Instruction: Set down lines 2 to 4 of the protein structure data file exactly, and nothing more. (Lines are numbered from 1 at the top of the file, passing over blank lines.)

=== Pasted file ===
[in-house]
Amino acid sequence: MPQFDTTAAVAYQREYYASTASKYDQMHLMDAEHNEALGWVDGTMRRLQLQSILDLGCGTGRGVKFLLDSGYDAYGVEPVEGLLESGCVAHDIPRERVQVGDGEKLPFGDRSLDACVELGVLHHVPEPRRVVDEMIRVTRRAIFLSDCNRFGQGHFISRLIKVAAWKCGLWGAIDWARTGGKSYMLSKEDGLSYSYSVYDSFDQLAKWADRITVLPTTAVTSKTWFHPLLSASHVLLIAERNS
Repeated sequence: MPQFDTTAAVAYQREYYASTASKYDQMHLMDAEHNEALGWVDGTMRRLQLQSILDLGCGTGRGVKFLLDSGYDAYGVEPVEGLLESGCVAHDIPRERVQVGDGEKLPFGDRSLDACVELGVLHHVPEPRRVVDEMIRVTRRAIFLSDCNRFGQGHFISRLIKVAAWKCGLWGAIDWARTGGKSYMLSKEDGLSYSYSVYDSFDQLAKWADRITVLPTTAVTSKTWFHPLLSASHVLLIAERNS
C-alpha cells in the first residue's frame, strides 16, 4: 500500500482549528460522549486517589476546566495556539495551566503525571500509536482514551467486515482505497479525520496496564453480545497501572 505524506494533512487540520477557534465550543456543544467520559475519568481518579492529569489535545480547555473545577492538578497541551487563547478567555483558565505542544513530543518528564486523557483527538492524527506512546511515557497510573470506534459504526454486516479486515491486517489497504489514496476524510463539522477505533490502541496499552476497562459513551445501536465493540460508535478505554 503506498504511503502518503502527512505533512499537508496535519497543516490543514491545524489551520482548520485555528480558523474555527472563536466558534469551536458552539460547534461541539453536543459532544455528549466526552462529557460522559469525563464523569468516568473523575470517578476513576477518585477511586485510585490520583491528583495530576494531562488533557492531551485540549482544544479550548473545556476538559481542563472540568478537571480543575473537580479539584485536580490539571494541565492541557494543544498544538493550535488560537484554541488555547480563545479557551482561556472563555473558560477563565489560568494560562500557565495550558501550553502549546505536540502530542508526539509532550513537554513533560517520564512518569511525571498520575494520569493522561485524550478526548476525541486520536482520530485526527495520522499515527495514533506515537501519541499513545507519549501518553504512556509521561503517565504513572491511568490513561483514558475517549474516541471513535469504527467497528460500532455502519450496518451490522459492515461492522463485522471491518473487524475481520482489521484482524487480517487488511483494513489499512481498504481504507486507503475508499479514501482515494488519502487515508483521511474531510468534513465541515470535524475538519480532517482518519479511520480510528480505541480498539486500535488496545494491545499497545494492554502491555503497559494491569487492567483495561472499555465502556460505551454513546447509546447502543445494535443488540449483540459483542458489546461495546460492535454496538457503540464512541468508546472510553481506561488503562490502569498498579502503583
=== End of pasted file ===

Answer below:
Amino acid sequence: MPQFDTTAAVAYQREYYASTASKYDQMHLMDAEHNEALGWVDGTMRRLQLQSILDLGCGTGRGVKFLLDSGYDAYGVEPVEGLLESGCVAHDIPRERVQVGDGEKLPFGDRSLDACVELGVLHHVPEPRRVVDEMIRVTRRAIFLSDCNRFGQGHFISRLIKVAAWKCGLWGAIDWARTGGKSYMLSKEDGLSYSYSVYDSFDQLAKWADRITVLPTTAVTSKTWFHPLLSASHVLLIAERNS
Repeated sequence: MPQFDTTAAVAYQREYYASTASKYDQMHLMDAEHNEALGWVDGTMRRLQLQSILDLGCGTGRGVKFLLDSGYDAYGVEPVEGLLESGCVAHDIPRERVQVGDGEKLPFGDRSLDACVELGVLHHVPEPRRVVDEMIRVTRRAIFLSDCNRFGQGHFISRLIKVAAWKCGLWGAIDWARTGGKSYMLSKEDGLSYSYSVYDSFDQLAKWADRITVLPTTAVTSKTWFHPLLSASHVLLIAERNS
C-alpha cells in the first residue's frame, strides 16, 4: 500500500482549528460522549486517589476546566495556539495551566503525571500509536482514551467486515482505497479525520496496564453480545497501572 505524506494533512487540520477557534465550543456543544467520559475519568481518579492529569489535545480547555473545577492538578497541551487563547478567555483558565505542544513530543518528564486523557483527538492524527506512546511515557497510573470506534459504526454486516479486515491486517489497504489514496476524510463539522477505533490502541496499552476497562459513551445501536465493540460508535478505554 503506498504511503502518503502527512505533512499537508496535519497543516490543514491545524489551520482548520485555528480558523474555527472563536466558534469551536458552539460547534461541539453536543459532544455528549466526552462529557460522559469525563464523569468516568473523575470517578476513576477518585477511586485510585490520583491528583495530576494531562488533557492531551485540549482544544479550548473545556476538559481542563472540568478537571480543575473537580479539584485536580490539571494541565492541557494543544498544538493550535488560537484554541488555547480563545479557551482561556472563555473558560477563565489560568494560562500557565495550558501550553502549546505536540502530542508526539509532550513537554513533560517520564512518569511525571498520575494520569493522561485524550478526548476525541486520536482520530485526527495520522499515527495514533506515537501519541499513545507519549501518553504512556509521561503517565504513572491511568490513561483514558475517549474516541471513535469504527467497528460500532455502519450496518451490522459492515461492522463485522471491518473487524475481520482489521484482524487480517487488511483494513489499512481498504481504507486507503475508499479514501482515494488519502487515508483521511474531510468534513465541515470535524475538519480532517482518519479511520480510528480505541480498539486500535488496545494491545499497545494492554502491555503497559494491569487492567483495561472499555465502556460505551454513546447509546447502543445494535443488540449483540459483542458489546461495546460492535454496538457503540464512541468508546472510553481506561488503562490502569498498579502503583